*edit - Apparently I am not the only one

Some of my earliest memories are of snuggling in bed with Mum or Dad and reading our favourites - OK admittedly they may have stopped being my parents' favourites after the 300th read. But those times, nestled in under a doona with the rain beating on the tin roof, the room lit warmly from the dusty pink gooseneck lamp that was clipped to the end of my pine bed, are held close to my heart.

We had library cards from a very young age and when I close my eyes I can still smell the slightly musty scent of the Lismore Public Library. Or the thrill of book club day!

Reading as a child and early teen was an avenue of escapism and growth. Of playful jaunts up Enid Blyton's magic faraway tree, perilous adventures with Gillian Rubenstein's Space Demons, and angsty, emotional navigations through puberty with anything by Judy Blume.

Books were my friends. They were comfort on a sad or lonely day, and a giggle on a good one. I have always struggled with letting books go, and my old favourites with their yellowing pages now sit proudly beside new besties I have acquired over the later years.

My husband is also an avid reader. And so fast! I borrow books from the library for him and he is done and searching for something else to read in a matter of days. He re-reads books like he fears they might one day disappear and he must indelibly imprint their words and themes onto his brain before they become a puff of smoke.

It was not even a conscious thought to pass on this love of books to Elliot. Reading to him was something we simply considered as imperative to his survival as providing him with food, shelter, warmth and comfort.
From the first day he arrived home with us, we have read to him.

Of course when babies are little they don't understand the words, but they do latch on to the lyrical, musical quality of well-crafted kids' texts. As they grow your intonations teach them how to steer around punctuation. How to pause at commas, for longer at ellipses ... and how to convey enthusiasm or surprise at the drop of an exclamation mark!

Other early literacy skills can be as simple as learning how to hold the book up the right way, and learning that the pages turn from right to left but that the words read from left to right. These are simple things we take for granted, but that had to be learned at some point.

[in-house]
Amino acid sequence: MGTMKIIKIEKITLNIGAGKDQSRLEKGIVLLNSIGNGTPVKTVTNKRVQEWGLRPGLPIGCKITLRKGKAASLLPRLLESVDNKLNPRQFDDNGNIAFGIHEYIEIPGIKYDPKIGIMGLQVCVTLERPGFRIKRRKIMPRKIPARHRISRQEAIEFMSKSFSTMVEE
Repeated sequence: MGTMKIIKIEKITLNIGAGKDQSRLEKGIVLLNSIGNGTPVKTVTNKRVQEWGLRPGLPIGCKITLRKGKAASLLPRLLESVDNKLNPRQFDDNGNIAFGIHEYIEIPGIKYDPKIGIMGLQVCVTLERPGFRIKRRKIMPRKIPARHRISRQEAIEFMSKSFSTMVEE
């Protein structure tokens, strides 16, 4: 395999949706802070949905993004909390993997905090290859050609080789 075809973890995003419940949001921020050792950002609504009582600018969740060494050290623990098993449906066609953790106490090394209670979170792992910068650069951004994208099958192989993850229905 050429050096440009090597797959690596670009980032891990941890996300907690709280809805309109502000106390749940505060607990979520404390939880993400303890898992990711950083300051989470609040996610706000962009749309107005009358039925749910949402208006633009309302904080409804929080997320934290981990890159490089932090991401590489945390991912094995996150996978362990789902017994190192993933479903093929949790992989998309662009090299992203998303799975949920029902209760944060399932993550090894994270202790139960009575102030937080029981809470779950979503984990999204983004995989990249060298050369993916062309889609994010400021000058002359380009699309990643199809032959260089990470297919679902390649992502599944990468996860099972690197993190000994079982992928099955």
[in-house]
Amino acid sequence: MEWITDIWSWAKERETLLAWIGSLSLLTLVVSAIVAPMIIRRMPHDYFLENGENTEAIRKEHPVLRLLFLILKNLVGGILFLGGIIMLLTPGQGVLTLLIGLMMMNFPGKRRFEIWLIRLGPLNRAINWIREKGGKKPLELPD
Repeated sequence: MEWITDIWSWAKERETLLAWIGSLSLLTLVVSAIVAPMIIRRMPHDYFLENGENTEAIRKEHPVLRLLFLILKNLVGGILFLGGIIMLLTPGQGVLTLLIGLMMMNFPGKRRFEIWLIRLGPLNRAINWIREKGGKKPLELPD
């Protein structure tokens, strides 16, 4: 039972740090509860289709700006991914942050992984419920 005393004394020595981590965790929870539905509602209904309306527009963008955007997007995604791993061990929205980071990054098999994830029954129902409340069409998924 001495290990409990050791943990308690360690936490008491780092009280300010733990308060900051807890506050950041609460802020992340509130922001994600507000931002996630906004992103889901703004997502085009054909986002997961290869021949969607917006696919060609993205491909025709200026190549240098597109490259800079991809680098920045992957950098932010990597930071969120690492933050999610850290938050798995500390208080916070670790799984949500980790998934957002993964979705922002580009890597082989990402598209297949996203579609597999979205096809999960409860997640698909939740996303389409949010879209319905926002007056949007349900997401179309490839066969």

Which brings me to my point.

Kids aren't learning this before school any more. Their parents aren't reading to them, their vocabularies are not growing, they start school at a disadvantage, struggle to catch up, and then the blame gets laid at the feet of the poor teachers who often have 28 kids in their class, next to no funding, and a hell of a time trying to get kids to reach benchmarks that put them among their peers around the world.

Early Development census data in Australia showed only 48 per cent of parents to three to eight year olds regularly read to their children. Kids are starting pre-school with just 100 words in their little brain boxes. Which is not enough. Not enough by half.

A love of reading needs to be tended as you would a seedling, which needs help to develop, to reach up to the sun, to grow wild and free and strong.

We have a number of favourite kids books which are good starting points for anyone.

Our favourites include:

The Very Hungry Bear
Where is the Green Sheep (I have actually put this away for a month or two to give myself a break from it as Elliot brings it over for reading eight or more times a day. The bloody green sheep is under the bush. Asleep. Still. Aaaaargh!)
Hop on Pop
The Feelings Book
Poo Bum
Little Blue Train
The Giving Tree

Your local library is an excellent place to ask for help. Let your kids be involved in the process and choose their own books. Don't make judgments about their choices. If they want to read a book based solely on its colourful picture of a puppy, then let them. This is one time where it is OK to judge a book by its cover. You can, after all, pick some out yourself to read together. Books with rhymes and repetition are always popular. Elliot loves books with flaps, and he takes delight in the anticipation of the reveal. A hot tip for young and enthusiastic kids is that flaps can be reattached with some sticky tape. Be sure to tape the flaps on both the front and the back for extra stability from future grabby hands.